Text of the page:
37 VCs have a formal Space focus (invested in 3 space ventures since 2000 and 31 space ventures received an investment of 2 or more VCs over the same period. A growing number of investors are looking into improvements to fundamental technologies such as launch capabilities, high-performance computing, hardware miniaturization, etc.
Areas to Look At
From Internet services, IoT, image processing and big data analysis, we see new verticals, services and use cases. If you are into Space tourism or Space mining, there are opportunities there as well. 3 main areas to closely look at:
Downstream Data (AI, Big Data, Machine Learning/Deep Learning)
Space Computing (Storage, Cyber, Cloud, Telecommunication etc.)
Life supporting systems (Agritech, Biomed, Energy, Complex Materials)
AI applications are worth a pause. For the satellite industry, AI is one of the latest buzz terms. It could potentially have a significant role in many aspects, including system manufacturing, in-orbit management and adding value to applications. Earth Observation (EO) for example, is a classic — if not the most classic — use of satellite deployments; Images taken from above can be used for a wide range of use cases, from understanding the effects of natural disasters to espionage. AI in space opens up a new chapter in EO by adding scale, automated image tagging and map correlations — which combined can be used for entirely new applications, such as understanding the economic state of a third-world nation.
New Space, New Computing Needs
As in many other industries, Big Data is also changing the game in Space. Once we have maxed out our Big Data sources here on Earth, we should look up to the stars. As the complexity of missions and data usages increases, so does the computing needs. These require high-performance, cost-effective, programmable, low-power solutions.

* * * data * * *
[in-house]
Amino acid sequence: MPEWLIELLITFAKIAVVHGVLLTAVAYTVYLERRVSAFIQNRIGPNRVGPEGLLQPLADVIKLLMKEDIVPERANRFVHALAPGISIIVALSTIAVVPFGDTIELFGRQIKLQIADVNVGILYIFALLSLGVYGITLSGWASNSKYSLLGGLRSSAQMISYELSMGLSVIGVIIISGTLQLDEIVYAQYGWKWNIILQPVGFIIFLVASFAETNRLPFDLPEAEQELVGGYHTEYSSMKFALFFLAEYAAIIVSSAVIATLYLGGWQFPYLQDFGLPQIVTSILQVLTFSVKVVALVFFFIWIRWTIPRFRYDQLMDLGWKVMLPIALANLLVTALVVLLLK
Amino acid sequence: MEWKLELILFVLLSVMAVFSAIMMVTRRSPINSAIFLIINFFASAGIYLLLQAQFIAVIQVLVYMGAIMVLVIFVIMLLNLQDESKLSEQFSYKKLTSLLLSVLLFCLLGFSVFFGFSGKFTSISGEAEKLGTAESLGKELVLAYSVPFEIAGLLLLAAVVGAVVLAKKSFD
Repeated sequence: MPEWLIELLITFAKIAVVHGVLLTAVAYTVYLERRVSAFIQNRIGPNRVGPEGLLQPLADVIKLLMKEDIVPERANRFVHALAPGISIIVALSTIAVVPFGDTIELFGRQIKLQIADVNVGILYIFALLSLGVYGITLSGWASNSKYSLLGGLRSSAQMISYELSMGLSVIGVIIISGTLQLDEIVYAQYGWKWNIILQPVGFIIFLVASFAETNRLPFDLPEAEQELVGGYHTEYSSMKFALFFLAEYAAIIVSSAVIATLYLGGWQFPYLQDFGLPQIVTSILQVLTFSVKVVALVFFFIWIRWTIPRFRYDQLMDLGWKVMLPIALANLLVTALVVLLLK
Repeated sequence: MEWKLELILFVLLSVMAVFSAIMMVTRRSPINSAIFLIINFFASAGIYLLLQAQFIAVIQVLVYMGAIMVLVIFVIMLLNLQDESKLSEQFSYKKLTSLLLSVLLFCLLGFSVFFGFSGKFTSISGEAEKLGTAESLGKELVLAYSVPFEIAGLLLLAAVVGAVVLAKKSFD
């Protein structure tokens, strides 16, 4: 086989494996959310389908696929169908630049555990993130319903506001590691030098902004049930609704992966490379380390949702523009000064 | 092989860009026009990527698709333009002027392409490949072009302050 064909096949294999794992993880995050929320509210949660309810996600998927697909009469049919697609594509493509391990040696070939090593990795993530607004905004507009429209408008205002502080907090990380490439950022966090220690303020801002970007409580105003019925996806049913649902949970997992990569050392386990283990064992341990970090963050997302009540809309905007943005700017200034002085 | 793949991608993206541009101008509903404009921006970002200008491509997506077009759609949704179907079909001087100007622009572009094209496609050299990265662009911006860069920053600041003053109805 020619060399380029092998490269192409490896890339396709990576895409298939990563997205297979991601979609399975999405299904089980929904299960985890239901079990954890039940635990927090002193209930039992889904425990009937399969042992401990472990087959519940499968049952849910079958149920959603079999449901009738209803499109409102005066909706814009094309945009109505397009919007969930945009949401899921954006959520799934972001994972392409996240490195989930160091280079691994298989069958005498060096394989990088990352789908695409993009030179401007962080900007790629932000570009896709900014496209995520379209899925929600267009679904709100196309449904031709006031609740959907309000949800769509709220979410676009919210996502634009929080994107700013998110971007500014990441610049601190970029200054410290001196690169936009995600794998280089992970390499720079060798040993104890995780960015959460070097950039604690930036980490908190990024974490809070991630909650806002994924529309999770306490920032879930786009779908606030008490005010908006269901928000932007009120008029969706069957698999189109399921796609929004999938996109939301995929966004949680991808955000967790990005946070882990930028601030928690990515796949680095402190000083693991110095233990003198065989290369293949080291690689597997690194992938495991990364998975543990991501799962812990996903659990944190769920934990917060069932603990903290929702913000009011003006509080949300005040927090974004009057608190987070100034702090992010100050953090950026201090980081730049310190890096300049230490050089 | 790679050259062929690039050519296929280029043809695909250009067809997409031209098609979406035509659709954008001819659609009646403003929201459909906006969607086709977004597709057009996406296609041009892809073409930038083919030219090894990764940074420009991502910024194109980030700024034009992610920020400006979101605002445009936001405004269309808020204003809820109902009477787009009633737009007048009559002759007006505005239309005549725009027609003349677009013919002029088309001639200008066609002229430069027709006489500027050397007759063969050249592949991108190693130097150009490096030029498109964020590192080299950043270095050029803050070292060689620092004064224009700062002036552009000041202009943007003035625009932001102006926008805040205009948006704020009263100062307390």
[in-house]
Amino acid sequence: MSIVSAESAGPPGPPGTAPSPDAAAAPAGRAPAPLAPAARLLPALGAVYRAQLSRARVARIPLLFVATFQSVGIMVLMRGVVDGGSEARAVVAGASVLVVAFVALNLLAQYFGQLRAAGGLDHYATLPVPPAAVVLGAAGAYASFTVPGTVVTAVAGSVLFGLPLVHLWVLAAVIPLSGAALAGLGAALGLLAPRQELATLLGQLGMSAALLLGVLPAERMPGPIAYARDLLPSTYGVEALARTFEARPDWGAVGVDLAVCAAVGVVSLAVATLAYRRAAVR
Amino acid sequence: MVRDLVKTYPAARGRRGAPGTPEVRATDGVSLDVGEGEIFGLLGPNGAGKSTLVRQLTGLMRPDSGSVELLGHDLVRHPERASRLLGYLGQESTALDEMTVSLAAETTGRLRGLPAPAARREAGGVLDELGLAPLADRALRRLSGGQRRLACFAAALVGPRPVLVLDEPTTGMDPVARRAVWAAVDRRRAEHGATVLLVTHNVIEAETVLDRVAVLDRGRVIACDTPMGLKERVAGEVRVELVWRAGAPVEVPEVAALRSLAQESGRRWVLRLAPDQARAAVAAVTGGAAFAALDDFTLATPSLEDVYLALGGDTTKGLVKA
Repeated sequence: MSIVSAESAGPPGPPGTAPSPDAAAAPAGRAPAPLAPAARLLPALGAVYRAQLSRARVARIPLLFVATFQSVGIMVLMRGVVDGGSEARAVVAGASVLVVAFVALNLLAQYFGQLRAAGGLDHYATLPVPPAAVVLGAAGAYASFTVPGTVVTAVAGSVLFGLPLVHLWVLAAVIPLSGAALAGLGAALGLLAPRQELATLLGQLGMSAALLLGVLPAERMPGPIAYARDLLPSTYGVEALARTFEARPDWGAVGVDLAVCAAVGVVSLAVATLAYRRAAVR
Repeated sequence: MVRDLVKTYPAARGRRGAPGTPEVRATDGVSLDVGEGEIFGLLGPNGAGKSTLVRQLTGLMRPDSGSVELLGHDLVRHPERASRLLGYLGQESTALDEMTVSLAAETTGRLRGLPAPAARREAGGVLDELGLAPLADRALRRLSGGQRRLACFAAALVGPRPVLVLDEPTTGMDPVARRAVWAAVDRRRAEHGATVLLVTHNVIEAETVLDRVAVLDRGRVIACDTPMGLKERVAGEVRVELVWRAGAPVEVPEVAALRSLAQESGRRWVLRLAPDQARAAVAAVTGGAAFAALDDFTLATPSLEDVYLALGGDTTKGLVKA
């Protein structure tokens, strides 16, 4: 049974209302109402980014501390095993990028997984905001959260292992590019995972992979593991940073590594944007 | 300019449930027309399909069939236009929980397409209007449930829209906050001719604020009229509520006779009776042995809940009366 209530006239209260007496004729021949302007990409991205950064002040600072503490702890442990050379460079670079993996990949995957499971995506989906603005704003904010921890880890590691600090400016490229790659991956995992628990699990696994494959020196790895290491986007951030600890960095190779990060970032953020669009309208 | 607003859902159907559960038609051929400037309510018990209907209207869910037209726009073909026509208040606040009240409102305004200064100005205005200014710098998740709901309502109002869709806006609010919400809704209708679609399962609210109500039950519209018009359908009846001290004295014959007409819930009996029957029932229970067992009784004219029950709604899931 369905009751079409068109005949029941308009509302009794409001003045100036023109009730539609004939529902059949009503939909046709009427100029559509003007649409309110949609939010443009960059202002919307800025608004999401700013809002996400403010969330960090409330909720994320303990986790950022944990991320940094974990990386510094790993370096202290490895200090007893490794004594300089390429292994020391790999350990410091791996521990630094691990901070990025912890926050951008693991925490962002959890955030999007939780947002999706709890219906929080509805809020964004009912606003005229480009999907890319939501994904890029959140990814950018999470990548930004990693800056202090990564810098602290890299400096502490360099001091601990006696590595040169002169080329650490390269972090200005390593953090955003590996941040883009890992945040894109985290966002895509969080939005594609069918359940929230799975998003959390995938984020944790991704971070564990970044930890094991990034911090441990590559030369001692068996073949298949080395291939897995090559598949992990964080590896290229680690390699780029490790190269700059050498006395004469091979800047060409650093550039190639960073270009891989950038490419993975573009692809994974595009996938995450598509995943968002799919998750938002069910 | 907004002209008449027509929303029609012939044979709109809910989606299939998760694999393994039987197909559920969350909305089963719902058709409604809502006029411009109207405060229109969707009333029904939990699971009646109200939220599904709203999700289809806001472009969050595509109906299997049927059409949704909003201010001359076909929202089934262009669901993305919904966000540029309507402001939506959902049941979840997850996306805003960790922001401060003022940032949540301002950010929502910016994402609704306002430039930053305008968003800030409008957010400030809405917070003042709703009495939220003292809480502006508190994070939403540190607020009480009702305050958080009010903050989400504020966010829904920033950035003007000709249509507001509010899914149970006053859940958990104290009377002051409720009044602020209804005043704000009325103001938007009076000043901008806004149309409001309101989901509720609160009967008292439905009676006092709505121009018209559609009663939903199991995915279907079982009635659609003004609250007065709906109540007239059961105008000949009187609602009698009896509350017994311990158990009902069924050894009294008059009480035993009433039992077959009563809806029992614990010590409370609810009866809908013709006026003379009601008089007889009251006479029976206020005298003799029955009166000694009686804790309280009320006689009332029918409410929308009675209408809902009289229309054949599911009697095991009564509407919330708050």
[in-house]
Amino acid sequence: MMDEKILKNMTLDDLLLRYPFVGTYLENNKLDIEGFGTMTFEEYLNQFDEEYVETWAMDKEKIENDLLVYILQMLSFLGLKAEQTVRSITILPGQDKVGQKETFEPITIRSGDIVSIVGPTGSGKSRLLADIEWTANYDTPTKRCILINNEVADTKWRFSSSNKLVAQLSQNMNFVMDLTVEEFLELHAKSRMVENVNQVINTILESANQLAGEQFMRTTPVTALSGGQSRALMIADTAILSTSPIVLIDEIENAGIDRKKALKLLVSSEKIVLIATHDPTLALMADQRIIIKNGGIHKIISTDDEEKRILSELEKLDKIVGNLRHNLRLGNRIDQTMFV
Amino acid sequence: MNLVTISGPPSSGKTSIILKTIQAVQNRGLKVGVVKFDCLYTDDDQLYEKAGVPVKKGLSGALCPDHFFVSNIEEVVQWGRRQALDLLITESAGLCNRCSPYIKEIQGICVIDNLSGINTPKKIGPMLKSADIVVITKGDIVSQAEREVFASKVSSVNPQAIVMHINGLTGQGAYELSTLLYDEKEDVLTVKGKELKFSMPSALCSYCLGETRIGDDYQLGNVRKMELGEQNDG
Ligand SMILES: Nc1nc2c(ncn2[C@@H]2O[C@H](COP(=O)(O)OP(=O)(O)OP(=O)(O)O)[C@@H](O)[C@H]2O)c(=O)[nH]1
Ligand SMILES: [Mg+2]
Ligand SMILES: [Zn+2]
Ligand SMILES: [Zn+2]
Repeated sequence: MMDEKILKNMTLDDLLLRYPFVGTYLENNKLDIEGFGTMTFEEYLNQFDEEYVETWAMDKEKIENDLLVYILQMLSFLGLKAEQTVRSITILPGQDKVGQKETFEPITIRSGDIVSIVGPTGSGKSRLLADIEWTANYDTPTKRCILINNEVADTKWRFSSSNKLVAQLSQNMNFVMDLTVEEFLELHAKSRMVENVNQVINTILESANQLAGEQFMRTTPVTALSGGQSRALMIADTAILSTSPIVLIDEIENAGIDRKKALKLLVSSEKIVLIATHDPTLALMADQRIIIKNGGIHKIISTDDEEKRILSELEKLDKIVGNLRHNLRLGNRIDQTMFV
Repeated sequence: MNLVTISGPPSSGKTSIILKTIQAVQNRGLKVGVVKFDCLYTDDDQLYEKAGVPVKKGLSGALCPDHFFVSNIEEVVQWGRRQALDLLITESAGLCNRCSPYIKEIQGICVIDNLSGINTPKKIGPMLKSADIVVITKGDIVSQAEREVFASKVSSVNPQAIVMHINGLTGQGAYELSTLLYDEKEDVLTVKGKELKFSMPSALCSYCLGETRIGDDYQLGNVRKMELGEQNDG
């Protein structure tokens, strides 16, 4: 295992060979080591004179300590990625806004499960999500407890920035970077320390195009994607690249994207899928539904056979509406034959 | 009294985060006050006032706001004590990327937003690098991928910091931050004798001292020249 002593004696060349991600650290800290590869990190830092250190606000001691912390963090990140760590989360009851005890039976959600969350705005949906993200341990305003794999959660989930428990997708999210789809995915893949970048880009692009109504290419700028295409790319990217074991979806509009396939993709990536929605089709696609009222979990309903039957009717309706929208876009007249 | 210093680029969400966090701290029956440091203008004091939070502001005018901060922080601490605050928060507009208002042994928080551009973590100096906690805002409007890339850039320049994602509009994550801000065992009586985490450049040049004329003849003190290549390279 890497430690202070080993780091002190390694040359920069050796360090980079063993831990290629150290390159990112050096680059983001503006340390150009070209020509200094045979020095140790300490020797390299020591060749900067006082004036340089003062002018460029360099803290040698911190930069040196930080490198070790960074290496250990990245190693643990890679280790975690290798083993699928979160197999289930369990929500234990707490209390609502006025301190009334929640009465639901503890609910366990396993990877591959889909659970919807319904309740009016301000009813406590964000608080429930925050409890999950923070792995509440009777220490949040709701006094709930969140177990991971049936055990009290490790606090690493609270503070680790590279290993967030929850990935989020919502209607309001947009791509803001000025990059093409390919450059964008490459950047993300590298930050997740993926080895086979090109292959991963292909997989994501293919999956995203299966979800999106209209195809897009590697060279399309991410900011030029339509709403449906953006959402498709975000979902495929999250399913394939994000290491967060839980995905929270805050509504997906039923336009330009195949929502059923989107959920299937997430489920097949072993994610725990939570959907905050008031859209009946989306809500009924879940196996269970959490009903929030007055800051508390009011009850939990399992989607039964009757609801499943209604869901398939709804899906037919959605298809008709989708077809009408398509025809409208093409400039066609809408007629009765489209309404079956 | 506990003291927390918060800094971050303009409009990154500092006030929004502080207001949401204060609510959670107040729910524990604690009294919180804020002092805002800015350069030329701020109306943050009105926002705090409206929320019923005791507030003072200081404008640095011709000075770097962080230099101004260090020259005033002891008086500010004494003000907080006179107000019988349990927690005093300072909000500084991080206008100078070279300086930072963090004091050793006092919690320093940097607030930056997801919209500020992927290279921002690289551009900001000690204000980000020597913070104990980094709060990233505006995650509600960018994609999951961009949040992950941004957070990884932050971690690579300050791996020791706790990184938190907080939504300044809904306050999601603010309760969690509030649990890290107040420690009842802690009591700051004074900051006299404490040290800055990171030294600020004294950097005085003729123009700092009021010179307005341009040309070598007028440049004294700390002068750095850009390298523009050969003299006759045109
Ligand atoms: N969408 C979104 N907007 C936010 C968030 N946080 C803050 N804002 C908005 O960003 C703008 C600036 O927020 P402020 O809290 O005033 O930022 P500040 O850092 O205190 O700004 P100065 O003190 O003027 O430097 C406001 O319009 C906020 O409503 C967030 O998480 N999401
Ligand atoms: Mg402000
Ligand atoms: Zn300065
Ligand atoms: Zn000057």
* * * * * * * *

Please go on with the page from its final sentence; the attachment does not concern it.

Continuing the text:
Machine Learning capabilities, running on the Edge, are now required as the full data sets cannot be transferred to Earth; Software-defined capabilities, allowing to reconfigure a satellite already in orbit are becoming a must. Think about it: the lifespan of an average Geostationary Earth Orbit (GEO) satellite is 15 years. But operators rarely have business cases that will last for so long. So, the ability to remotely and affordably change a satellite’s mission — navigate it into a different position or even switch its functionality — is becoming key. These changes in satellite functions are made possible by new computing capabilities.
Why is This Rocket Science?
On Earth, high-performance, affordable, programmable, computing systems are practically a commodity. Space, however, introduces a completely different set of environmental challenges for computing systems:
Radiation: electronics in Space require resiliency as it is extremely vulnerable to radiation that can cause anomalies in its operability
Extreme temperatures are a major restriction on both the architecture and materials used.
Maintenance is almost impossible, posing strict requirements on robustness, redundancy, and lifetime of electronic parts.
And here is the tricky part. The more advanced your computing needs, the smaller the electronics, and the more vulnerable it is to the harsh space environment. Providers of integrated computing that’s radiation resilient, programmable, Earth-grade can be counted on one hand. Leading the list, developing the most advanced Space computing technology in the world, is Ramon.Space
Ramon.Space is providing integrated computing systems in space based on proprietary state-of-the-art core processors technology, space-enabled (Rad-Hard). The Ramon processors have participated in over 50 space missions, spent more than 50,000 days in space up to 400m km from earth and have recently been equipped on the Solar Orbiter, a collaborative mission between ESA (European Space Agency) and NASA to study the Sun, capturing the closest images ever taken of the Sun.
Look up — great things are happening.